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Commissioning, Defined

What does the document do?
Commissioning, as we define it in NFPA 3, is a systematic process that provides documented confirmation that all building systems function as they were intended. It's important to note that commissioning is a process-it's not a singular physical act in the field, it's not wiring something together, it's not testing a device. It's a process that runs from project inception to project completion and continues into occupancy with re-commissioning and periodic integrated testing. The process is intended to make sure that systems function as intended and processes have been carried out the right way.

What kind of systems are covered?
NFPA 3 focuses on active and passive fire protection and life safety systems. With active systems, it's everything from big-ticket sprinkler systems and fire alarm systems to systems that might be less frequently applied, like smoke control or water mist systems. Some are very common, some exist in one out of every thousand buildings that get built; NFPA 3 applies to all of them. The passive side includes rated wall construction, fire resistance rated doors and through-penetration protection systems, things that provide fire endurance and a passive means of life safety.

Why is the document needed?
At present there is no standardized approach for an owner to track the design and construction process. Often times an owner has a level of expectation of what he is paying for, but the finished product doesn't match up. Historically, there was really no way to quantify or monitor those expectations. That's what commissioning does. It's to make sure that there's a process that walks you through pre-planning, design, construction, and occupancy, and what's expected with all of a building's active and passive systems at all of those steps. It's designed so that building owners can rest at night knowing they got what they paid for and everything's been done the right way. Often times owners are really in the dark. They're not building experts, they're not fire protection experts, they're not roofing experts. They have to put a lot of trust in the people they hire.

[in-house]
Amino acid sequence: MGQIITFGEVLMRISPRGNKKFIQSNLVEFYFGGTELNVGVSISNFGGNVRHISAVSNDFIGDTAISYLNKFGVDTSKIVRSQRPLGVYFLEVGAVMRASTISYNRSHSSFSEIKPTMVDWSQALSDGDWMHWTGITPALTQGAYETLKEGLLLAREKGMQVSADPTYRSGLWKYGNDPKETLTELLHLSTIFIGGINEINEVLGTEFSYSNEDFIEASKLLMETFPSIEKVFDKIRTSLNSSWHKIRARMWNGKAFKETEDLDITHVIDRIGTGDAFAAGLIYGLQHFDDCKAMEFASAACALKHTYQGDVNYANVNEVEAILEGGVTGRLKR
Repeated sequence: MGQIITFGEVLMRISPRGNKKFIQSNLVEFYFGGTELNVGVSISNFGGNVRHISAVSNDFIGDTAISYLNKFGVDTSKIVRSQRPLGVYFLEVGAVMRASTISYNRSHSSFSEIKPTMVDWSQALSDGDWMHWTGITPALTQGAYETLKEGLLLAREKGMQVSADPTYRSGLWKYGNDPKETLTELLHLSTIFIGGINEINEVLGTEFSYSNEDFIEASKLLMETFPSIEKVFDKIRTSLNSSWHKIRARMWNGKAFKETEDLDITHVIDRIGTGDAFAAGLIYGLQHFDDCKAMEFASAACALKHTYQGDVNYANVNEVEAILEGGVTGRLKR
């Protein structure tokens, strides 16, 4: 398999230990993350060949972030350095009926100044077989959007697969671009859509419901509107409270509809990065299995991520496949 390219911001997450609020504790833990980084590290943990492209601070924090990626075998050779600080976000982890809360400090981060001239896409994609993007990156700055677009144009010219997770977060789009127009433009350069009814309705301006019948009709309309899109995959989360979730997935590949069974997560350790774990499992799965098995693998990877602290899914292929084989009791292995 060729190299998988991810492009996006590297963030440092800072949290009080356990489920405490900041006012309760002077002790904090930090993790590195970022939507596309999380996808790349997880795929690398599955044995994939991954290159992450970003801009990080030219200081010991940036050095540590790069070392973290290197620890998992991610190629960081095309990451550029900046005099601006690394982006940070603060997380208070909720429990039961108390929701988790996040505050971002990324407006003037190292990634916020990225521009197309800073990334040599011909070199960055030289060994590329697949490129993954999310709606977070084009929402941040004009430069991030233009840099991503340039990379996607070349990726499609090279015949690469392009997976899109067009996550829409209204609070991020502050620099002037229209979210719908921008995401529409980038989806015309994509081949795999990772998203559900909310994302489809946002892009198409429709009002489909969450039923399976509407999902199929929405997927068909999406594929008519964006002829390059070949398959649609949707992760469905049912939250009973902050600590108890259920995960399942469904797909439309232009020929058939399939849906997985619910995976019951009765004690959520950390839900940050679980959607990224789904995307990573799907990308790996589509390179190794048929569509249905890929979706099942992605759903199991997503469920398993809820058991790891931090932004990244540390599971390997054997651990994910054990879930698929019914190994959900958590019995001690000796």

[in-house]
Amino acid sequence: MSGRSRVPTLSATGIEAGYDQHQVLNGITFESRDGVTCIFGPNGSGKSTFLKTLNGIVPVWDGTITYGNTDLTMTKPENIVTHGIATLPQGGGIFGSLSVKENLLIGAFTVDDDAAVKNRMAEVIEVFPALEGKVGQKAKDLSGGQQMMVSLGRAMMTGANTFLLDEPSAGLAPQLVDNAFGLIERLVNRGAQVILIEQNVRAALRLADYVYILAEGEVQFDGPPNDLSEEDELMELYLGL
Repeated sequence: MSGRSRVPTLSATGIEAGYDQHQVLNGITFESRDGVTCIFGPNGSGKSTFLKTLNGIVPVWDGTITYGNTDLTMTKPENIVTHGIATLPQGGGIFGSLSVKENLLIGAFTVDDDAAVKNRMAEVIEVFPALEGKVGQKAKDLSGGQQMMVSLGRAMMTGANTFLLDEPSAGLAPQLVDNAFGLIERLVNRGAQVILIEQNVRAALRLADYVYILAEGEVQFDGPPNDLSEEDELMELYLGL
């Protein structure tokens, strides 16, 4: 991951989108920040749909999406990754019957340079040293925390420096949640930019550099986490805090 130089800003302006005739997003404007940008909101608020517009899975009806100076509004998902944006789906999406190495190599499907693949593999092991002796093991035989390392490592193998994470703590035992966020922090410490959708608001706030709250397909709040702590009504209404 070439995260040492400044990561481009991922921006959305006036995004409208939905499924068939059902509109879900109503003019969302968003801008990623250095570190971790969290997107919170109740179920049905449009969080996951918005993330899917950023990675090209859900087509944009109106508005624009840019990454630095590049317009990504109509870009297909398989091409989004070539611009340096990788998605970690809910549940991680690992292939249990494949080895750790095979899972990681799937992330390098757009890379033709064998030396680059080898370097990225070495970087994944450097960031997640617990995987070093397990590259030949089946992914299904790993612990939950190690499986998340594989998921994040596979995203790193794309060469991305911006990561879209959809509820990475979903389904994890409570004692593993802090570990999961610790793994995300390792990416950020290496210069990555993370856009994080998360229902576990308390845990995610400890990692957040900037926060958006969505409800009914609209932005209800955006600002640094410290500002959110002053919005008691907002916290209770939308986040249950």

Is it just for buildings?
Buildings, road tunnels, airports-almost anything. It's a systematic process for almost any project that makes sure you end up with what you wanted when you started. It works for a 2,000-square-foot retail outlet, where your commissioning team might only have five members, and it might take you three or four weeks to commission a build out. It also works for a new hospital, where you might have a commissioning team of 90 people and it takes you 30 months to go from design to construction. It's all over the map, which is why it was a hard thing to standardize.